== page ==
One of the things I knew I wanted to do in Feudal, Feudal World was to look at the connections between medieval Europe and East Asia. Marco Polo is famous for writing about his journey to China, but he was only one among many to make the trip: there were several communities of Italian merchants and Franciscan missionaries living in China.
It was important for me that the Silk Road not be presented as a one-way flow. Telling the story of Rabban bar Sauma was perfect for this, since Bar Sauma was both a traveller from east to west and a representative of the Nestorian Christian community in China. But Rabban bar Sauma’s story was only one aspect of the Silk Road story. Luckily there is a fantastic book of recent research on the Silk Road trade routes, Valerie Hansen’s The Silk Road: A New History. Hansen’s book led me to the market price lists that appear in Feudal, Feudal World, as well as to all sorts of interesting information on the towns and traders of Central Asia.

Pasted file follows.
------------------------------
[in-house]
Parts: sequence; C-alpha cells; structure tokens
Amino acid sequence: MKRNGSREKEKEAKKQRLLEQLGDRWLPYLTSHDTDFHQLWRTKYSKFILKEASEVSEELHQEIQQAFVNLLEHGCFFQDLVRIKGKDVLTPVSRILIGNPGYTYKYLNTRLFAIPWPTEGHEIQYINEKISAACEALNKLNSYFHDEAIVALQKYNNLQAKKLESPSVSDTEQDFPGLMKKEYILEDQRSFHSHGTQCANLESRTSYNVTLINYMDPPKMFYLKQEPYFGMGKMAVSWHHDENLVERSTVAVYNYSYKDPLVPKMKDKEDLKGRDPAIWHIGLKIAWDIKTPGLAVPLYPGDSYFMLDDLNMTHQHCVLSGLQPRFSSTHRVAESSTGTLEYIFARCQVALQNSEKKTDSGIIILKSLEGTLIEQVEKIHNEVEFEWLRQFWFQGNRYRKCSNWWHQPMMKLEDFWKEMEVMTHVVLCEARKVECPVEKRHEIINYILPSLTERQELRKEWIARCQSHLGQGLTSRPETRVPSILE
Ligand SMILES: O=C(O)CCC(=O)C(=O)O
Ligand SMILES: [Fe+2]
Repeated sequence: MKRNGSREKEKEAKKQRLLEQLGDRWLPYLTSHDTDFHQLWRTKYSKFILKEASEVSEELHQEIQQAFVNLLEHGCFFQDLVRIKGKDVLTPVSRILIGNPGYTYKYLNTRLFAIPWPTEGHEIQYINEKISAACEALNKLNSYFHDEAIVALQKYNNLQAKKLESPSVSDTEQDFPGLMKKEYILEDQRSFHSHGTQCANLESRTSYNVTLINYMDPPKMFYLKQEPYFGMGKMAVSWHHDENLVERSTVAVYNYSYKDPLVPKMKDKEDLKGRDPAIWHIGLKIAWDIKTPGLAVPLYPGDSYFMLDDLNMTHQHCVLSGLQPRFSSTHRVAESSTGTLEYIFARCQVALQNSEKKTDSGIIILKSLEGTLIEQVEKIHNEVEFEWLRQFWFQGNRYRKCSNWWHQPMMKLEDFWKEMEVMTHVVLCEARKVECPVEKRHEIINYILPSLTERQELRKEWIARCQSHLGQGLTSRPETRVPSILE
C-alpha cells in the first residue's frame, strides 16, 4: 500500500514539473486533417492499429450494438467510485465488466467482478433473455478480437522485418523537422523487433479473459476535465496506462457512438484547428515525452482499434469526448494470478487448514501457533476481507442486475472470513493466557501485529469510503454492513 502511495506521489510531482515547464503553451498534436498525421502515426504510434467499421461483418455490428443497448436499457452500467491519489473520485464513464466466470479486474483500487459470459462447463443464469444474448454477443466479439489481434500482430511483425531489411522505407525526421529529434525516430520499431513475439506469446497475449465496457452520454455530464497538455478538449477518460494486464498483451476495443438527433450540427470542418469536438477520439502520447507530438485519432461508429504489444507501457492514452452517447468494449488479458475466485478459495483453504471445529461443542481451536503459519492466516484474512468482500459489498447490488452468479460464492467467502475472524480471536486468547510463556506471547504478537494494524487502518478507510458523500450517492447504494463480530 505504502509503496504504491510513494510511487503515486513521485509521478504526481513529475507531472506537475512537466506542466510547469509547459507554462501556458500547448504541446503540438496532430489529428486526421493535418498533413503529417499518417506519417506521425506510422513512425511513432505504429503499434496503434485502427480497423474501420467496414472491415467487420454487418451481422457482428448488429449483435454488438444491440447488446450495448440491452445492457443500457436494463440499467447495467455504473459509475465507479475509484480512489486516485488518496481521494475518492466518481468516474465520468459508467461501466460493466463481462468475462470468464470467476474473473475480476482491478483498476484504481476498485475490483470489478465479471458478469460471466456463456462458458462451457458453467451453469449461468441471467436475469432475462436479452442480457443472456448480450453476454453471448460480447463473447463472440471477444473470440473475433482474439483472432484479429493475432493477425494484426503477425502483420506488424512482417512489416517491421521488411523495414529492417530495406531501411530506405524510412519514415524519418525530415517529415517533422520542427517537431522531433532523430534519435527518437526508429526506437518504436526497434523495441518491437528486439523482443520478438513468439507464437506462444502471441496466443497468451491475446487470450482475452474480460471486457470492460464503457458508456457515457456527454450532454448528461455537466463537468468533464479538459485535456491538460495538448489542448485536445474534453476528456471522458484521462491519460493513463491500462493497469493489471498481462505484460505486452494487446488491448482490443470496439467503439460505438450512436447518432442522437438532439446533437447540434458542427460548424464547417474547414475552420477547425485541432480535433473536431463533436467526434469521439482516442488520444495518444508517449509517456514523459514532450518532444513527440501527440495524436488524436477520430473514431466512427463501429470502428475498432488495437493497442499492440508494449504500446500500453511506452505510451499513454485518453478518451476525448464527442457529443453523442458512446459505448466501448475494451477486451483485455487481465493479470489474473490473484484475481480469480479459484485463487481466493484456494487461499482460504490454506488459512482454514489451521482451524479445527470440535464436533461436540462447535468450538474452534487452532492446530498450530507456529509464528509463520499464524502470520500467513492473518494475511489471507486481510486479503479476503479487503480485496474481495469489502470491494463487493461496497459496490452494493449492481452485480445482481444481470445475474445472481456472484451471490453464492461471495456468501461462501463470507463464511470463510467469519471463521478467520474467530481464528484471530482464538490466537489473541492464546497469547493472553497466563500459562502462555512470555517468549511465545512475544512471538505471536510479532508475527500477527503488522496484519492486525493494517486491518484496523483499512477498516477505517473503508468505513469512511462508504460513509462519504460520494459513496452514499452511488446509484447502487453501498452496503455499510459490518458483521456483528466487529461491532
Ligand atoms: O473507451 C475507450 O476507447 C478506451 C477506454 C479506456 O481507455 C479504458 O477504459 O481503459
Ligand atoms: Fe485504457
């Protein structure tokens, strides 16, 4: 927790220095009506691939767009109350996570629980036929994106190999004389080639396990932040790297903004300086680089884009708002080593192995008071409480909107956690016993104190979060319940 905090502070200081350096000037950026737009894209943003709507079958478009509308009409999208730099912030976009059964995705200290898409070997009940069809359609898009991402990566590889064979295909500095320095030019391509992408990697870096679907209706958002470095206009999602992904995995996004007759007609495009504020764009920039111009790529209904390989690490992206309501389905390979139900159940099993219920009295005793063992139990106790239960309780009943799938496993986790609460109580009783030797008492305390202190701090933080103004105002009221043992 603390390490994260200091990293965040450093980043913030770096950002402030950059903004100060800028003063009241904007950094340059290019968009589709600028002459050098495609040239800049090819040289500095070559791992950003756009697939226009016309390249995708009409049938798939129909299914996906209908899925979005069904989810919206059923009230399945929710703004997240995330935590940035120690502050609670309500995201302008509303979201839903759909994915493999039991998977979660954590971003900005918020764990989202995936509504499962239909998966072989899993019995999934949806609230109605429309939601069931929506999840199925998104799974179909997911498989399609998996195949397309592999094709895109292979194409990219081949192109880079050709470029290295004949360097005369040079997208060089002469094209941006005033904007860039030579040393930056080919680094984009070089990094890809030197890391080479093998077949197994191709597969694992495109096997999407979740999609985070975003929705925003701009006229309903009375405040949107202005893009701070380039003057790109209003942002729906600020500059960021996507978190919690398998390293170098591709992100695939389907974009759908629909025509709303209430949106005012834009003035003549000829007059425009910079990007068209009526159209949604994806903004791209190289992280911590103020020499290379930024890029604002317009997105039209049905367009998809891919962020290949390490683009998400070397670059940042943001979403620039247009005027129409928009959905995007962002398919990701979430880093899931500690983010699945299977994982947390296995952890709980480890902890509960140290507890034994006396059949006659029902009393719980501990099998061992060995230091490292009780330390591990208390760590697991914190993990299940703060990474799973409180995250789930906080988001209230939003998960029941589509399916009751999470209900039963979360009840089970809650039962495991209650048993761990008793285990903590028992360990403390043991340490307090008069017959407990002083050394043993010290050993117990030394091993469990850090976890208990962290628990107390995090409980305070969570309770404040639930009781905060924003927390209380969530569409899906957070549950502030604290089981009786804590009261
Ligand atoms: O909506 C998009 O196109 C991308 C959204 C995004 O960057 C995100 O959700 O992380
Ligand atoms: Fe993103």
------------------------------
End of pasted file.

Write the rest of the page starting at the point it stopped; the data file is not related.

Hansen’s focus was on the early medieval, pre-Mongol trade, but it was that empire and the pax Mongolica that made the trips by Marco Polo and Rabban bar Sauma possible. You can see the influence of the Mongols in all the places they pop up in Feudal, Feudal World, whether the topic is long-distance travellers, warfare, Crusades, the Black Death, or the Silk Road.
It’s a Feudal, Feudal World: A Different Medieval History is available for pre-order from Amazon.ca and your local bookstore, to be released in July 2013.